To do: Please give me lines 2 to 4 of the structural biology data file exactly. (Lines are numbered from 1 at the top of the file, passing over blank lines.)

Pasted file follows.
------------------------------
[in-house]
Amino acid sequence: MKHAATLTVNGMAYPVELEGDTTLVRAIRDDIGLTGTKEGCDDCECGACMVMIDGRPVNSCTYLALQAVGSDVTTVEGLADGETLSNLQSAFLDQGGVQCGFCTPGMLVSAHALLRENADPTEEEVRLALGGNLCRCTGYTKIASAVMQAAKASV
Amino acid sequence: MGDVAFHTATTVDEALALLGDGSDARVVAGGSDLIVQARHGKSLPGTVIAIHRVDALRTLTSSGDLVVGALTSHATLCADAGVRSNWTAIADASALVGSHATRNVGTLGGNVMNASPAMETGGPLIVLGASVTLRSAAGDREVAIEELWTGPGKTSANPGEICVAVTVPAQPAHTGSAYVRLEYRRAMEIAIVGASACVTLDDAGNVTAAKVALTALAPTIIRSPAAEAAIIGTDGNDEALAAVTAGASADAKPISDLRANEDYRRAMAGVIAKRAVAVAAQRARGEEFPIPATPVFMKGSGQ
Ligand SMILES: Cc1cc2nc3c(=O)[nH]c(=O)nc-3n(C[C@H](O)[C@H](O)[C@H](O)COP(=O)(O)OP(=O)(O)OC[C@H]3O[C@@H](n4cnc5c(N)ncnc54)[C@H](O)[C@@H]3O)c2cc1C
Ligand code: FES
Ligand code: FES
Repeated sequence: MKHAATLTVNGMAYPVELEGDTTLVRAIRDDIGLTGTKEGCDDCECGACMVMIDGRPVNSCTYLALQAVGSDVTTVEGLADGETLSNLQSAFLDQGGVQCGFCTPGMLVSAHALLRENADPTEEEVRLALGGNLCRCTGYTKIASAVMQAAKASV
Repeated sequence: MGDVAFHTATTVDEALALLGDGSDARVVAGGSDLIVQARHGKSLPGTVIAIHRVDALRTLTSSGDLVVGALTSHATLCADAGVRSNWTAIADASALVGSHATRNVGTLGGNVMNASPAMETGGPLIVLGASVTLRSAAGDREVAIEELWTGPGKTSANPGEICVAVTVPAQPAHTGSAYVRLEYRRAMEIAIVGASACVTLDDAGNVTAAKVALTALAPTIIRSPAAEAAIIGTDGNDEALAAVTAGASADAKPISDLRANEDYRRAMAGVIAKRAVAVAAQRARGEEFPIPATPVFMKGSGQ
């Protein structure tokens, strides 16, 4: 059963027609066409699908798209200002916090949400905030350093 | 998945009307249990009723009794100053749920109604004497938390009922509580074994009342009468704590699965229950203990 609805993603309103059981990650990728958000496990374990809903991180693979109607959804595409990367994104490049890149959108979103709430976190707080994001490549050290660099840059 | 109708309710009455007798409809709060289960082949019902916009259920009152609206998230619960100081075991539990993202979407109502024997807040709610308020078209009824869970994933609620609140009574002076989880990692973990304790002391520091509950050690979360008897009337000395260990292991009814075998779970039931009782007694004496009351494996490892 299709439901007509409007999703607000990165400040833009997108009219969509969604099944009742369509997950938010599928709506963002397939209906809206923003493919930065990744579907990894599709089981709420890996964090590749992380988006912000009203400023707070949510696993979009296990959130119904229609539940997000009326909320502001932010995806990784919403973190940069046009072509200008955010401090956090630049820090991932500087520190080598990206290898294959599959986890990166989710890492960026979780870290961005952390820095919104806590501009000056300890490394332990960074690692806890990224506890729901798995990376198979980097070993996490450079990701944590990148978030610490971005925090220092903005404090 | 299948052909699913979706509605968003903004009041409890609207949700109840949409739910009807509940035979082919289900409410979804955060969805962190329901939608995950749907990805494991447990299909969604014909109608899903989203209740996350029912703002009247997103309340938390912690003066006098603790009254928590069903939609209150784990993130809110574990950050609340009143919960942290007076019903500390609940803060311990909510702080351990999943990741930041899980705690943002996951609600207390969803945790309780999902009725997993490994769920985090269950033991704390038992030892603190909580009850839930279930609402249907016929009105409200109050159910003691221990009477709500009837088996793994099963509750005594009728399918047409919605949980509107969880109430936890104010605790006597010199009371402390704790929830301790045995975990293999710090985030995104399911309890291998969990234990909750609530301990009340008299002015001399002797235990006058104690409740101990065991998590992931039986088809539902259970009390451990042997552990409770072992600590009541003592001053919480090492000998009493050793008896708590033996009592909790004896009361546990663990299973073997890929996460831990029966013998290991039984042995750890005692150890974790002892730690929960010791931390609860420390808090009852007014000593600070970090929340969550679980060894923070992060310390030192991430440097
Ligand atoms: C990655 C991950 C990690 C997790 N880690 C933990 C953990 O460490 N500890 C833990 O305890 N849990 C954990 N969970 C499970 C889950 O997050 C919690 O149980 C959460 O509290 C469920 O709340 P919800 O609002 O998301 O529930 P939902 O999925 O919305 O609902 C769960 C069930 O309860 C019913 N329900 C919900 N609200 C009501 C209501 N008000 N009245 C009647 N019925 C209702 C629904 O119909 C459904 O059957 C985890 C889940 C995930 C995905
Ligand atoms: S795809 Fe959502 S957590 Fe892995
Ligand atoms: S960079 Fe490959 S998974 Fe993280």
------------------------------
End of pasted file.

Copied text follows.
Amino acid sequence: MKHAATLTVNGMAYPVELEGDTTLVRAIRDDIGLTGTKEGCDDCECGACMVMIDGRPVNSCTYLALQAVGSDVTTVEGLADGETLSNLQSAFLDQGGVQCGFCTPGMLVSAHALLRENADPTEEEVRLALGGNLCRCTGYTKIASAVMQAAKASV
Amino acid sequence: MGDVAFHTATTVDEALALLGDGSDARVVAGGSDLIVQARHGKSLPGTVIAIHRVDALRTLTSSGDLVVGALTSHATLCADAGVRSNWTAIADASALVGSHATRNVGTLGGNVMNASPAMETGGPLIVLGASVTLRSAAGDREVAIEELWTGPGKTSANPGEICVAVTVPAQPAHTGSAYVRLEYRRAMEIAIVGASACVTLDDAGNVTAAKVALTALAPTIIRSPAAEAAIIGTDGNDEALAAVTAGASADAKPISDLRANEDYRRAMAGVIAKRAVAVAAQRARGEEFPIPATPVFMKGSGQ
Ligand SMILES: Cc1cc2nc3c(=O)[nH]c(=O)nc-3n(C[C@H](O)[C@H](O)[C@H](O)COP(=O)(O)OP(=O)(O)OC[C@H]3O[C@@H](n4cnc5c(N)ncnc54)[C@H](O)[C@@H]3O)c2cc1C